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The longest prophetic book in the Hebrew scriptures begins with complaints about the rebellious people of Judah in the Southern Kingdom with its capital of Jerusalem. The readings this week address their worship practices and their evil ways that oppress the most vulnerable in society.
The book of Isaiah begins...
God of Justice and Compassion, open my ears to hear the cries of the poor, soften my heart so I can feel the pain of the wounded and hungry, make ready my hands to build a new beloved community where the smallest and most vulnerable are cared for and all are valued and respected and fed and housed. Amen.
The prophet Isaiah brings a harsh message to the Southern Kingdom of Israel. Although they are performing sacrifices and observing feasts, they have lost their heart for God. God wants no more meaningless sacrifices but instead wants the people to repent. The psalmist proclaims a similar message from God. The people’s sacrifices have become pointless because they have forgotten God. The primary offerings that God desires are thanksgiving and ethical living. The author of Hebrews sounds a note of harmony, emphasizing that Abraham’s faith in action—not his performance of religious duties—brings him favor with God. Jesus teaches that we cannot rest on our laurels of having faith. Instead we should remain vigilant and continue to perform acts of charity, including caring for the poor, as a response to our faith.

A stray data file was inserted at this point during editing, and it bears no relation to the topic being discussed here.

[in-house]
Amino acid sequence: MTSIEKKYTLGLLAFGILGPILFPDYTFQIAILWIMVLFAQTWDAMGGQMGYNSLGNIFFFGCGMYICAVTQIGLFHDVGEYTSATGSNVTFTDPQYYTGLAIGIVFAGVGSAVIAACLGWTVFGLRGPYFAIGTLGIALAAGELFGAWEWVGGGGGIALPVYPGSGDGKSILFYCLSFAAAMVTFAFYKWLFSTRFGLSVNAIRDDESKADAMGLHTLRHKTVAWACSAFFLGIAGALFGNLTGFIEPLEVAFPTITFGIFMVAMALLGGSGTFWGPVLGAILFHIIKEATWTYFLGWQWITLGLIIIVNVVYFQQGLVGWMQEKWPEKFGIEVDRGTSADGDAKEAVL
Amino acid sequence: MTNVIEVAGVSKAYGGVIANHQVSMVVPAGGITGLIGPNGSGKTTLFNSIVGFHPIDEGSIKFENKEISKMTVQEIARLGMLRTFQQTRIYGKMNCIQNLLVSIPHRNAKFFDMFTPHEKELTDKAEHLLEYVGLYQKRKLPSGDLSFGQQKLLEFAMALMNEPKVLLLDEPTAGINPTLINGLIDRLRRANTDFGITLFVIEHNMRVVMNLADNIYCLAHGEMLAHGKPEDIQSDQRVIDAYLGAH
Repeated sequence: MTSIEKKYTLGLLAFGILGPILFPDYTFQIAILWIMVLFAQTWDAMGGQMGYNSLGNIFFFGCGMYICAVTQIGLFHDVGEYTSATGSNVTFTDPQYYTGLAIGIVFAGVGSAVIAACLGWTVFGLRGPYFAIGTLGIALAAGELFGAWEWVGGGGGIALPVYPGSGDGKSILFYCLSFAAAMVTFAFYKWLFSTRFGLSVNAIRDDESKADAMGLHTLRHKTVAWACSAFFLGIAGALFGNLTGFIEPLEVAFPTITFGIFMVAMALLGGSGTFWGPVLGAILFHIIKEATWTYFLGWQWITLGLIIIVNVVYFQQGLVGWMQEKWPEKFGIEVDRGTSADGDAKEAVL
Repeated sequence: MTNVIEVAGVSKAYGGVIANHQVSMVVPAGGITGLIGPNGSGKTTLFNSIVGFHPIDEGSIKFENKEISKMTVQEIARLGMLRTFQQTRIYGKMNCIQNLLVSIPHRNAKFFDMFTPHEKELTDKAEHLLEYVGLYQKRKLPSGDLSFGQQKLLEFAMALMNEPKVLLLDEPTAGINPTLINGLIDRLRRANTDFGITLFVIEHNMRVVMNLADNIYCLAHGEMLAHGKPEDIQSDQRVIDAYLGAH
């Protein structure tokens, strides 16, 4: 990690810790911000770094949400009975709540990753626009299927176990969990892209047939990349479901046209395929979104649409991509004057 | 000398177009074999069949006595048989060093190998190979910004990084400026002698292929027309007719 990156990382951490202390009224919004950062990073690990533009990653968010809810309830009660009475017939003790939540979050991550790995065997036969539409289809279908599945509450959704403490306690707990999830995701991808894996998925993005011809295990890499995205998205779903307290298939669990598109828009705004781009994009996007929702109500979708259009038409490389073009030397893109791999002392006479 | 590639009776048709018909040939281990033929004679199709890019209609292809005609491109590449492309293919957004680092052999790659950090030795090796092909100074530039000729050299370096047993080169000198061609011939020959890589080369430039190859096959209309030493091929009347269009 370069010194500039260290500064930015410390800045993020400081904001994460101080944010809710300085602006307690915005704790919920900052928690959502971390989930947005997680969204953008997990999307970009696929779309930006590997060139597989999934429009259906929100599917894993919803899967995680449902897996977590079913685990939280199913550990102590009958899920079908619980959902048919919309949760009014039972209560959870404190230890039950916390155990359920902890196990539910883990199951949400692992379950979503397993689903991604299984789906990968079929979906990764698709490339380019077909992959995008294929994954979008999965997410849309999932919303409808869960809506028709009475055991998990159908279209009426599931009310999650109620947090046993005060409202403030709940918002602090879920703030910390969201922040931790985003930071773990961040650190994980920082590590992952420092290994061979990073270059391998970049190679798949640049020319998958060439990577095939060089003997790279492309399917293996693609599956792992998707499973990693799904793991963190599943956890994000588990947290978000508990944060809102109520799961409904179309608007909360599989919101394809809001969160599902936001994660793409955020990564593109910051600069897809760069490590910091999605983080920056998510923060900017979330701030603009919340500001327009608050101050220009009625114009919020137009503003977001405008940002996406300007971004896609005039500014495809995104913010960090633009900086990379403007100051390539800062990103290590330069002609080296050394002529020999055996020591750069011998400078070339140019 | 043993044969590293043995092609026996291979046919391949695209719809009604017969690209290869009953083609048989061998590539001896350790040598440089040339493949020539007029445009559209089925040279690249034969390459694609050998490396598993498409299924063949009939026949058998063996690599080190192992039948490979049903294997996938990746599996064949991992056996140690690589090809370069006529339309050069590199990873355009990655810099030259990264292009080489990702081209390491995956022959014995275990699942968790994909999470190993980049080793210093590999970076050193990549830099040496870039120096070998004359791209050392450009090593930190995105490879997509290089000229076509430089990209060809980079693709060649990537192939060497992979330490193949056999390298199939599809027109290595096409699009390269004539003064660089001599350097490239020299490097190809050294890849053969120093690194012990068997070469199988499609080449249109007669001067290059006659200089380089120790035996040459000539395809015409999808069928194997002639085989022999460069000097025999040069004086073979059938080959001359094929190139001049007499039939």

Read Isaiah 1:1, 10-20. Consider the author’s difficult questions: Is there blood on your hands? Does your worship lead you to acts of mercy and justice?
Read Psalm 50:1-8, 22-23. How do you offer thanksgiving as sacrifice and go in the right way?
Read Hebrews 11:1-3, 8-16. How do you demonstrate faith as a verb, not just a noun?
Read Luke 12:32-40. God promises us a bountiful kingdom, but we cannot take our worldly possessions there. How do you work toward living as if you are already in God’s bountiful kingdom? How do you help to create it?
Respond by posting a prayer.
The role of the prophet is twofold; one, to speak with power and secondly to speak to power. This work on anti-racism does both of those things. The videos, writings and resources are powerful representations of what grace and justice sound like and the orators and writers who approach this work do so with a conviction deeply rooted in gospel. These women and men help us reimagine a prophetic voice in a time such as this. This work is needed.”
View a growing list of resources for the spiritual work of overcoming racism.